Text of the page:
By Thomas Carothers, Director, and Saskia Brechenmacher, Associate Fellow, Democracy, Conflict, and Governance Program at the Carnegie Endowment for International Peace
This blog marks Civil Society Days (4-7 June 2019), including the International Conference on Civil Society Space on 6 June 2019 hosted by the OECD Development Co-operation Directorate and the Task Team on CSO Development Effectiveness and Enabling Environment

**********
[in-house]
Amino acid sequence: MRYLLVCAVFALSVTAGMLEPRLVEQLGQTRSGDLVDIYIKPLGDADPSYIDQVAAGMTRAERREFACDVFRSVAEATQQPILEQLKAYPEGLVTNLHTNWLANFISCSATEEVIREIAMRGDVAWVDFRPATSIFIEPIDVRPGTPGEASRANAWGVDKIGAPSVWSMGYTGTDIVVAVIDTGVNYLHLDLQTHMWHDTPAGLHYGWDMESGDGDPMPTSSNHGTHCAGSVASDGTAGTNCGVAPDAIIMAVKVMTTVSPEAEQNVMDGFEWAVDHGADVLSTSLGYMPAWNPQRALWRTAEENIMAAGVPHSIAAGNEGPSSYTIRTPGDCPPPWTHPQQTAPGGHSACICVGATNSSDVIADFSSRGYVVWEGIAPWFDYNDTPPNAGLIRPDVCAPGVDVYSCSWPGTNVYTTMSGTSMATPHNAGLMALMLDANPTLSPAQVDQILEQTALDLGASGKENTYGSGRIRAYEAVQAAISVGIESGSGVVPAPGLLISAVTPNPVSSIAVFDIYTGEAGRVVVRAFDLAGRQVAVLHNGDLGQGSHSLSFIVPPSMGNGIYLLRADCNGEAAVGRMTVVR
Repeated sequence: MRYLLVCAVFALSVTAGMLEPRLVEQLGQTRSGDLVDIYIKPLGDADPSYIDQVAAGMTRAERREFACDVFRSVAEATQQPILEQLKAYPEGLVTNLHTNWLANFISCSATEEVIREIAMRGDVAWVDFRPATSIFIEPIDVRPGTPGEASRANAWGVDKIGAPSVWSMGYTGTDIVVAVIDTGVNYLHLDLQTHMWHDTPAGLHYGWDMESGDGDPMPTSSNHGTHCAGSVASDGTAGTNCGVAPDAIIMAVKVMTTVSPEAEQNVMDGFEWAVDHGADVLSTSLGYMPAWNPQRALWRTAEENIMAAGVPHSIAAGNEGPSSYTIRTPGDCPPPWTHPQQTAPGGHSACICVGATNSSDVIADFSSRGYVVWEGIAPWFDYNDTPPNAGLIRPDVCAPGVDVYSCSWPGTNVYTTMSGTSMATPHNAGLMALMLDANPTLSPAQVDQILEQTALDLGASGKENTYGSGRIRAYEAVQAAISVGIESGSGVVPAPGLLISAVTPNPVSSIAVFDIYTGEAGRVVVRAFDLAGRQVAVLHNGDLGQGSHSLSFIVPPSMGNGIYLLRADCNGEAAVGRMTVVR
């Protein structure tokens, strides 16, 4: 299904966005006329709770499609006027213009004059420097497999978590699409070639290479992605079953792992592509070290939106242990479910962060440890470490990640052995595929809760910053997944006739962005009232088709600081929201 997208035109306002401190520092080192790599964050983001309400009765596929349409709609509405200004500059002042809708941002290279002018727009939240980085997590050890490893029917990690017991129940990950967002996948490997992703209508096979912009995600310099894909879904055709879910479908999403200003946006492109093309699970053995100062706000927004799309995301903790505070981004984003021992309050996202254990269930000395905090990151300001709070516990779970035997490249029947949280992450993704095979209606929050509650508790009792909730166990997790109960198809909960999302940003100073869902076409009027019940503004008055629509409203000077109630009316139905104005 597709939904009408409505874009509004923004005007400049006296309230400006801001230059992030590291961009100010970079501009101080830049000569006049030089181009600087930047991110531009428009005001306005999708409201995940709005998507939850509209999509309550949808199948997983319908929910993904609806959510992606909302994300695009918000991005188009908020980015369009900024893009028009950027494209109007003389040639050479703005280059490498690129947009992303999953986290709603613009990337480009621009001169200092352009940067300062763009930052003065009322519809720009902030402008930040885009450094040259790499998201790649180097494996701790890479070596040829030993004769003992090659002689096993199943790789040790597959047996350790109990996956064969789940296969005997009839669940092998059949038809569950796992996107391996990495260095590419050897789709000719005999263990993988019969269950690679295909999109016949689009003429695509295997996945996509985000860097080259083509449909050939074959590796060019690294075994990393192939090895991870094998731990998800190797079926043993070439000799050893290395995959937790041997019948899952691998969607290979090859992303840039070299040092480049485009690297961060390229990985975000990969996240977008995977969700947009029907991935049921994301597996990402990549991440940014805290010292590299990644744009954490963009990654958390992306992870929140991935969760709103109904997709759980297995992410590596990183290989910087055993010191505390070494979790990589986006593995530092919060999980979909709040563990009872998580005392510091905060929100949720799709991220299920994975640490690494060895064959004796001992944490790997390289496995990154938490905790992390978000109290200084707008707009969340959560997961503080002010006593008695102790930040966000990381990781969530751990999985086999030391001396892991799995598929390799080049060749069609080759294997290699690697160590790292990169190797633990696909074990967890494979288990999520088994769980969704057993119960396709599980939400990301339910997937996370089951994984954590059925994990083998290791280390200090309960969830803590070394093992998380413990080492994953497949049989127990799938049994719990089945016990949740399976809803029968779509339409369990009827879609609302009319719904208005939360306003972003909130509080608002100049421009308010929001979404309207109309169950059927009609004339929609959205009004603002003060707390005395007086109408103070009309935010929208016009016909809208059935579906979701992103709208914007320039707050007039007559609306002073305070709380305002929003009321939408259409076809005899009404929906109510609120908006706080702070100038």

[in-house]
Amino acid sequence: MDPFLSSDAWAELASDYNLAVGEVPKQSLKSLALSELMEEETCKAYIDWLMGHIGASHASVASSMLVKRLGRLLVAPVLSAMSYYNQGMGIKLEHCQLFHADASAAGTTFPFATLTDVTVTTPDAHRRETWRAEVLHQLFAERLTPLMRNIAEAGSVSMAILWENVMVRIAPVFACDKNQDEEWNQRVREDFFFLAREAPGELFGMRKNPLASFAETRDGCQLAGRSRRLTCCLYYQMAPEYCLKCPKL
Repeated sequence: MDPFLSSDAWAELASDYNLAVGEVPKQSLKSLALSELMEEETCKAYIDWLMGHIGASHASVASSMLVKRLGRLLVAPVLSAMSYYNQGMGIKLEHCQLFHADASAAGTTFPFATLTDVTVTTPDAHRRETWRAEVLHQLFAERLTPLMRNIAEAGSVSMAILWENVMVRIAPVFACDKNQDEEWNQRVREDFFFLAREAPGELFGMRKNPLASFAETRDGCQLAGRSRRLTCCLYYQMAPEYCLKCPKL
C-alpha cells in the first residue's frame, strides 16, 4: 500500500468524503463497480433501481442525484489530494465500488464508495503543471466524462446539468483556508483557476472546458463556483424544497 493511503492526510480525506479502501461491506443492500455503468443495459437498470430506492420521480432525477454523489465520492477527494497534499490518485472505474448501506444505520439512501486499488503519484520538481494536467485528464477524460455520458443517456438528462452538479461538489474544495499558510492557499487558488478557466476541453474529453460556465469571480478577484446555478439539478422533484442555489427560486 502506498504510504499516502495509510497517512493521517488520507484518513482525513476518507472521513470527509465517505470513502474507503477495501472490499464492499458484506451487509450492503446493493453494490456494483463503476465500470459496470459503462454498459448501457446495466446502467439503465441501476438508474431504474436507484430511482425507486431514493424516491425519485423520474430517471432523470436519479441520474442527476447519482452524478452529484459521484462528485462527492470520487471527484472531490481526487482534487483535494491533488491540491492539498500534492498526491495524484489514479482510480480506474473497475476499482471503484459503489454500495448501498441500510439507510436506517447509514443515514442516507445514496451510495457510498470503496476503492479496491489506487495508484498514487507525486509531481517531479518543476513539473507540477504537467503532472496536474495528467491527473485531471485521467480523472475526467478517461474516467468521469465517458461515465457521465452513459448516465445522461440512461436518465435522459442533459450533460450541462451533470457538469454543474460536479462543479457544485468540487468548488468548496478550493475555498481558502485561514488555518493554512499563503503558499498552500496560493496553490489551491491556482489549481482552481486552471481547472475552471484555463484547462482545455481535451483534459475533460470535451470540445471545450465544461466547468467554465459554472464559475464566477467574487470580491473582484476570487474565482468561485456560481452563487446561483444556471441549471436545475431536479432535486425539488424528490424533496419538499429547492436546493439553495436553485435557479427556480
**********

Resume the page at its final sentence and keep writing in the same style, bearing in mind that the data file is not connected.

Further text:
The trend of closing civic space crystallised at the beginning of this decade. In response, concerned international actors — including various bilateral aid agencies, foreign ministries, private foundations and international nongovernmental organisations — are working to address this problem. They have carried out many diagnostic efforts and gained greater knowledge of the issue. They have initiated a wide range of measures to limit or counteract it, from setting up emergency funds for endangered activists and supporting national campaigns against new civil society restrictions to pushing international bodies, like the Financial Action Task Force, to take better account of the issue.